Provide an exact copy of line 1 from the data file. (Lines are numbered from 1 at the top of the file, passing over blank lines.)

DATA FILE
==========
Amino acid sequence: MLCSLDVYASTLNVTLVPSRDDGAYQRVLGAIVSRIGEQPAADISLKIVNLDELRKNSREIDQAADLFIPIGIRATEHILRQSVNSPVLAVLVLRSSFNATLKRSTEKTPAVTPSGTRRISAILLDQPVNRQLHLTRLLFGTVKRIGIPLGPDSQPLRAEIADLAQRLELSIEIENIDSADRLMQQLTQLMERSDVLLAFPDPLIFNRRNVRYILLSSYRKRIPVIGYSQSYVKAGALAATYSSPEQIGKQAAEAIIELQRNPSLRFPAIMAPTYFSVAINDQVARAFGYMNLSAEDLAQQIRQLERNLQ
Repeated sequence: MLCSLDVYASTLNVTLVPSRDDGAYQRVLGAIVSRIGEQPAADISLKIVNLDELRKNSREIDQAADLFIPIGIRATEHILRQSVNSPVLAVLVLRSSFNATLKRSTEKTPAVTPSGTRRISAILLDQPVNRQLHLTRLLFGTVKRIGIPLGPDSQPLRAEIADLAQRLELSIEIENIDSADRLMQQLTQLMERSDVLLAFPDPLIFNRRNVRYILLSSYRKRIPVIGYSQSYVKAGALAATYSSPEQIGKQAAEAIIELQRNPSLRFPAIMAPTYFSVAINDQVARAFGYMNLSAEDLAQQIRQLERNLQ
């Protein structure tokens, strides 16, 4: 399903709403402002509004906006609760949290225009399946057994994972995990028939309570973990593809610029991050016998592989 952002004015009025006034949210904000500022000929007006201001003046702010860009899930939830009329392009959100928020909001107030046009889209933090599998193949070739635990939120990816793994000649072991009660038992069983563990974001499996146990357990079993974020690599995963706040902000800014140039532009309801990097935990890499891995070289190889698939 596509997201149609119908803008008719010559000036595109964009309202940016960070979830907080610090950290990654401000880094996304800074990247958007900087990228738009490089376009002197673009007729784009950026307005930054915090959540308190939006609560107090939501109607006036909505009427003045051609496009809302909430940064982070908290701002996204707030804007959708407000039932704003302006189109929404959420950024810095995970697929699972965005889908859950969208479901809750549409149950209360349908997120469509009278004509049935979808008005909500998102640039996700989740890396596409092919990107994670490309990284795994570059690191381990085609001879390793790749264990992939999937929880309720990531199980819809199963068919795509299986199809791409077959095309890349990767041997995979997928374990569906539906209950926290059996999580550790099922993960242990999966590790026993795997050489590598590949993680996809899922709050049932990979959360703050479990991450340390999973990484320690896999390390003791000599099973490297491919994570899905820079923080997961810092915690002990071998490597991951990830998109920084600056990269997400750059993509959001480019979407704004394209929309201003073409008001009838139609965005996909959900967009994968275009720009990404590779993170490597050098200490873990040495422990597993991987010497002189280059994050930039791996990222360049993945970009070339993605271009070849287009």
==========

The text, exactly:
Amino acid sequence: MLCSLDVYASTLNVTLVPSRDDGAYQRVLGAIVSRIGEQPAADISLKIVNLDELRKNSREIDQAADLFIPIGIRATEHILRQSVNSPVLAVLVLRSSFNATLKRSTEKTPAVTPSGTRRISAILLDQPVNRQLHLTRLLFGTVKRIGIPLGPDSQPLRAEIADLAQRLELSIEIENIDSADRLMQQLTQLMERSDVLLAFPDPLIFNRRNVRYILLSSYRKRIPVIGYSQSYVKAGALAATYSSPEQIGKQAAEAIIELQRNPSLRFPAIMAPTYFSVAINDQVARAFGYMNLSAEDLAQQIRQLERNLQ